venture any attack or raids on you. We have, however, intelligence, deemed reliable, that about 20,000 men, from Newport News mainly, with, as is reported, Burnside in command, have been hurried rapidly into Kentucky by the Baltimore and Ohio and Pennsylvania Central Railroads. They may compel our light-armed forces there to retreat rapidly, and in pursuit the enemy may be encouraged to approach or threaten the district under your ward. I have no disposition to thwart or impede any other plan of action you may be contemplating, but it is impossible to say positively what requisition may be made in some contingencies on your forces. It is possible even that a brigade or a regiment or two may be called for to join a force to be sent from here to the re-enforcement of General Bragg's army. The President has such a step under consideration, and if advices from Hooker's army render it likely he will not advance, it is not unlikely the thought may ripen into action. I am unable, therefore, to give you as definite information as I would be gratified to do of the dispositions you may be required to make of at least a portion of your command. You will, however, have as early notice as I can give, and meantime you had better proceed to mature your own plans for execution if no obstacles is interposed.
With high esteem, very truly, yours,
J. A. SEDDON,
Secretary of War.
HEADQUARTERS DEPARTMENT OF WESTERN VIRGINIA,
Dublin, April 1, 1863.
Raleigh, N. C.:
GOVERNOR: Your letter of the 21st instant [ultimo], addressed to the Secretary of War, referring to letters received from Lieutenant-Colonel [A. F.] Cook and General Jones, has been referred by the Secretary to me.
I presume you refer to my indorsement of the 28th February last in Lieutenant-Colonel Cook's letter, for I wrote no letter myself, and I regret extremely to find that you think I have indulged in any imputation against the loyalty of the people of any region of North Carolina.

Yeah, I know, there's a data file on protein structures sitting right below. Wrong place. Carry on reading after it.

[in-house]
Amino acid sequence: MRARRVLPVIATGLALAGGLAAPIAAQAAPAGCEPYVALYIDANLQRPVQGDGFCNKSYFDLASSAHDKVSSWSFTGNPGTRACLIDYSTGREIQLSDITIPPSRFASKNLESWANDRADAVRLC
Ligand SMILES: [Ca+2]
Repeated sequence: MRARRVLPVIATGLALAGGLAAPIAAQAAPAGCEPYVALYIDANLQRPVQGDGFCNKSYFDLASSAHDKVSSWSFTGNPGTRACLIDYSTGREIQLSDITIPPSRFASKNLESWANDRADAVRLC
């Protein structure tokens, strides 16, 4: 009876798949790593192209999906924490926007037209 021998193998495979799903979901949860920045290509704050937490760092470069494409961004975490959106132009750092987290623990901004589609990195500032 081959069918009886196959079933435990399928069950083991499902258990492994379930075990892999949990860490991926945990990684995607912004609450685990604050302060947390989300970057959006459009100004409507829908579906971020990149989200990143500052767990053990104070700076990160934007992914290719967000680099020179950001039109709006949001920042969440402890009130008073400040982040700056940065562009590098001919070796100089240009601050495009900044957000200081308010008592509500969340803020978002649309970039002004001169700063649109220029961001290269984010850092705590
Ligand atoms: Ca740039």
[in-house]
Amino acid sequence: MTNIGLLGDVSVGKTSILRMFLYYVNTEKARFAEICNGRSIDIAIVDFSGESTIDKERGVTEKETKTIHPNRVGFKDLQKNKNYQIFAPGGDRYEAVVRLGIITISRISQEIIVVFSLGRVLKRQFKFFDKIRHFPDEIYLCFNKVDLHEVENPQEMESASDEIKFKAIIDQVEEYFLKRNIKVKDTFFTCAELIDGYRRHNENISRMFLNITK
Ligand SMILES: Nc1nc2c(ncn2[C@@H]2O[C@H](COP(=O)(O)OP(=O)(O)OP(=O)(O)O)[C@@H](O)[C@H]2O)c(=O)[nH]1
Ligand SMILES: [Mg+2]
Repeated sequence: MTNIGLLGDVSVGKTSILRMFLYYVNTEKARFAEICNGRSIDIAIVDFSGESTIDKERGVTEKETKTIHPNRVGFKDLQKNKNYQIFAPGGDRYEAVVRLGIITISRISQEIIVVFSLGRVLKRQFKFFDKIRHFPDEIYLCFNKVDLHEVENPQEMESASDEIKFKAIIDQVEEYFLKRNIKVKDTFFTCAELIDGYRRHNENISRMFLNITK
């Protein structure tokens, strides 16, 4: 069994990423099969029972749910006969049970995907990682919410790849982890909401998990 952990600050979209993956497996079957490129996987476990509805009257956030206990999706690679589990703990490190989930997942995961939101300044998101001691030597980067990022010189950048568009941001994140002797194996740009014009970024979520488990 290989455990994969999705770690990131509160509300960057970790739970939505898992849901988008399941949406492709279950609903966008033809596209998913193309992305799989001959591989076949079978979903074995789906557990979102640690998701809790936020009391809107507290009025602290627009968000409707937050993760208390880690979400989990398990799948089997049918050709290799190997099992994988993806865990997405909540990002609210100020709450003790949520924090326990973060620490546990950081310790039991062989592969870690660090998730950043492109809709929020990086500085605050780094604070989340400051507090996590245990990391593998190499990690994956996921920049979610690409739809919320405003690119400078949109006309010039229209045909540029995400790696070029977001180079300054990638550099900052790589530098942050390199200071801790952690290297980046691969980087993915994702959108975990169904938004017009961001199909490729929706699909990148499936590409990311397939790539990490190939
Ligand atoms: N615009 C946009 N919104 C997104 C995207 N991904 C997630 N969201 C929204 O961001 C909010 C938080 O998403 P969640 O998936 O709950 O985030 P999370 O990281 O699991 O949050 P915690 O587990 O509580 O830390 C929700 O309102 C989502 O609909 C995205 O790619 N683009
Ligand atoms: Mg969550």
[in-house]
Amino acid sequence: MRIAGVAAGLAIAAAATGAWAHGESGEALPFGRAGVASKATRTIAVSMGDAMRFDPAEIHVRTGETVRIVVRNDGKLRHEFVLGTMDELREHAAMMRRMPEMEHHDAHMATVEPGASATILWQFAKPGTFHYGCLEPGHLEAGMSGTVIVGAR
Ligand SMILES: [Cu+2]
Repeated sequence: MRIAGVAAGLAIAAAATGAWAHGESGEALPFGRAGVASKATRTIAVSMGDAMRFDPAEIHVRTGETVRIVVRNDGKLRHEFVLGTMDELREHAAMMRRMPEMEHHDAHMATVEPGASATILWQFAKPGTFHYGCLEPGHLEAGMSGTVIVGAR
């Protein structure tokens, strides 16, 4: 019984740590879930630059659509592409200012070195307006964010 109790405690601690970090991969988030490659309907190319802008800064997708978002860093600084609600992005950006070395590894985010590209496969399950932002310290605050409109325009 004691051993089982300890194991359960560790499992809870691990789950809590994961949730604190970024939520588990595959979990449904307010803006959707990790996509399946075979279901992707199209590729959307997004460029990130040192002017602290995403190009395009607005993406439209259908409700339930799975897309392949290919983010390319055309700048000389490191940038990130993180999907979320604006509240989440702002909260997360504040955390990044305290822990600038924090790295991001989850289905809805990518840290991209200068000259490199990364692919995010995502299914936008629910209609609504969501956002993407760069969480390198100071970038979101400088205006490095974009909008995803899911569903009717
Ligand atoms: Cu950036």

I can assure Your Excellency that such was not my intention. It had been reported to me that some men in the western part of North Carolina had so far manifested their disloyalty as to refuse to sell, for Confederate money, forage for the use of Government horses which I had send to that part of your State, on the advice of the Secretary of War, and that the men who refused to sell had an abundance. From that I inferred that there were a few disloyal men in that part of North Carolina, and the report only confirmed some information which I received last fall, in October I think, in a letter which Your Excellency addressed to me at Knoxville, whilst I was in command of the Department of East Tennessee.
In that letter, as well as I remember (for it is not by me just now), you asked me to send a body of troops to co-operate with the militia of your State in dispersing bands of disloyal North Carolinians and East Tennessee who were collected together on the borders of North Carolina and Tennessee for the purpose of resisting lawful authority, and I very promptly sent the troops as you desired.
I thought, therefore, that I was justified in believing that there were some disloyal men in the western part of North Carolina, as I knew there were in other States where I had commanded, including Virginia, and